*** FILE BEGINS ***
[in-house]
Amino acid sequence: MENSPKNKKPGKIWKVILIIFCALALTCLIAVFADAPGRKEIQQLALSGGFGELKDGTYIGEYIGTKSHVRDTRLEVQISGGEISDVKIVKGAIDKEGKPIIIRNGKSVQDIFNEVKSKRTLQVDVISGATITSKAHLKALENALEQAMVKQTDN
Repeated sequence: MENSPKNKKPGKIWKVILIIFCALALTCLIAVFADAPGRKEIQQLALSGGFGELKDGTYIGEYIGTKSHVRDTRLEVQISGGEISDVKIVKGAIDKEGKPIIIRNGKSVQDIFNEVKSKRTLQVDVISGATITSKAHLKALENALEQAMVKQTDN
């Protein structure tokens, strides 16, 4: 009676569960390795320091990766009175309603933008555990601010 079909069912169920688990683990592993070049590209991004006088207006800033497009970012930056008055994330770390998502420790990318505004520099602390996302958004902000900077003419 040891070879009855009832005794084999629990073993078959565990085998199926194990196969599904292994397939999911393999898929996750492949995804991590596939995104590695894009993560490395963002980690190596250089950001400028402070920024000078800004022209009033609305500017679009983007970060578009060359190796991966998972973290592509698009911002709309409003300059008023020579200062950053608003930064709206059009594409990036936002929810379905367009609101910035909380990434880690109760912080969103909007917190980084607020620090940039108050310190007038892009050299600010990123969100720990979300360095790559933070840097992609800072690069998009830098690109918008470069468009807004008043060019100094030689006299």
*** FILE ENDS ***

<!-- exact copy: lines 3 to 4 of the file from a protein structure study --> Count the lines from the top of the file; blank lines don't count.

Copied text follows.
Repeated sequence: MENSPKNKKPGKIWKVILIIFCALALTCLIAVFADAPGRKEIQQLALSGGFGELKDGTYIGEYIGTKSHVRDTRLEVQISGGEISDVKIVKGAIDKEGKPIIIRNGKSVQDIFNEVKSKRTLQVDVISGATITSKAHLKALENALEQAMVKQTDN
């Protein structure tokens, strides 16, 4: 009676569960390795320091990766009175309603933008555990601010 079909069912169920688990683990592993070049590209991004006088207006800033497009970012930056008055994330770390998502420790990318505004520099602390996302958004902000900077003419 040891070879009855009832005794084999629990073993078959565990085998199926194990196969599904292994397939999911393999898929996750492949995804991590596939995104590695894009993560490395963002980690190596250089950001400028402070920024000078800004022209009033609305500017679009983007970060578009060359190796991966998972973290592509698009911002709309409003300059008023020579200062950053608003930064709206059009594409990036936002929810379905367009609101910035909380990434880690109760912080969103909007917190980084607020620090940039108050310190007038892009050299600010990123969100720990979300360095790559933070840097992609800072690069998009830098690109918008470069468009807004008043060019100094030689006299």